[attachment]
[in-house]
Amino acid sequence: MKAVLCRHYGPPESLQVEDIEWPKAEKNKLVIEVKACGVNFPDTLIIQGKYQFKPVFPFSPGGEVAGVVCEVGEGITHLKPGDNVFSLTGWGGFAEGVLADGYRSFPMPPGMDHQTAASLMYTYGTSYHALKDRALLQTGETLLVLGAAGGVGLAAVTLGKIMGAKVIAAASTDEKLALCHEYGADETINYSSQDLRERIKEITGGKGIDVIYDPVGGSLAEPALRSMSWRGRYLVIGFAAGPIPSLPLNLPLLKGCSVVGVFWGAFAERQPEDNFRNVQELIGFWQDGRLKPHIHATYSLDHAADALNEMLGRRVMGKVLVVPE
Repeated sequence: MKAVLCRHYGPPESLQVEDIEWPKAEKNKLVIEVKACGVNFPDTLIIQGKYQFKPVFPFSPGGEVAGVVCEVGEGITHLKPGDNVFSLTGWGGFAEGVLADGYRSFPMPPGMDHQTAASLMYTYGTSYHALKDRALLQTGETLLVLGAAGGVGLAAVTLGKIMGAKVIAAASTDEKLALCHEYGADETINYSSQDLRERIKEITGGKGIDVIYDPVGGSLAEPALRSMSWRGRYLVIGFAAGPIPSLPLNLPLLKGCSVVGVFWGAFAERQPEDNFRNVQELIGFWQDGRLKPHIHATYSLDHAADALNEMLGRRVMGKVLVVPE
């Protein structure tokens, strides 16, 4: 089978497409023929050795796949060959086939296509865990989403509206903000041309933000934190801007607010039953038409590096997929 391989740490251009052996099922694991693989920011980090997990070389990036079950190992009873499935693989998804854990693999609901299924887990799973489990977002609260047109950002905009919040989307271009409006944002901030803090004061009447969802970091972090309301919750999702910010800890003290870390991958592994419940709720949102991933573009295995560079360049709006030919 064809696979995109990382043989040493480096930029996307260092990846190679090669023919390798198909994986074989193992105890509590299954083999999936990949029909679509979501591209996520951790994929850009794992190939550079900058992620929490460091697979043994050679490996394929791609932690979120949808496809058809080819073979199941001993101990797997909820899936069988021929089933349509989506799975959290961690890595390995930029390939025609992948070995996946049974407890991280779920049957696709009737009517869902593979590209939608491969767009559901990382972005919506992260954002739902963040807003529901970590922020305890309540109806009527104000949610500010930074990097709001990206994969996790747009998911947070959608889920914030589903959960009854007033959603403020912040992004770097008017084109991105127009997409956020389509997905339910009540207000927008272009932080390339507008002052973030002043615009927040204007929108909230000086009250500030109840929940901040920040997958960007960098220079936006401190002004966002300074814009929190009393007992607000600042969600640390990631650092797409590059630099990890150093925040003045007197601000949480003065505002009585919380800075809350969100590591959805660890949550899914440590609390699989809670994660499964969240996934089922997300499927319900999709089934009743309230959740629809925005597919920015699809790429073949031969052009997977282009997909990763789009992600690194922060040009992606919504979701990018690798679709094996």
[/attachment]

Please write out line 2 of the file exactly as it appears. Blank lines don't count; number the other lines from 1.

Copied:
Amino acid sequence: MKAVLCRHYGPPESLQVEDIEWPKAEKNKLVIEVKACGVNFPDTLIIQGKYQFKPVFPFSPGGEVAGVVCEVGEGITHLKPGDNVFSLTGWGGFAEGVLADGYRSFPMPPGMDHQTAASLMYTYGTSYHALKDRALLQTGETLLVLGAAGGVGLAAVTLGKIMGAKVIAAASTDEKLALCHEYGADETINYSSQDLRERIKEITGGKGIDVIYDPVGGSLAEPALRSMSWRGRYLVIGFAAGPIPSLPLNLPLLKGCSVVGVFWGAFAERQPEDNFRNVQELIGFWQDGRLKPHIHATYSLDHAADALNEMLGRRVMGKVLVVPE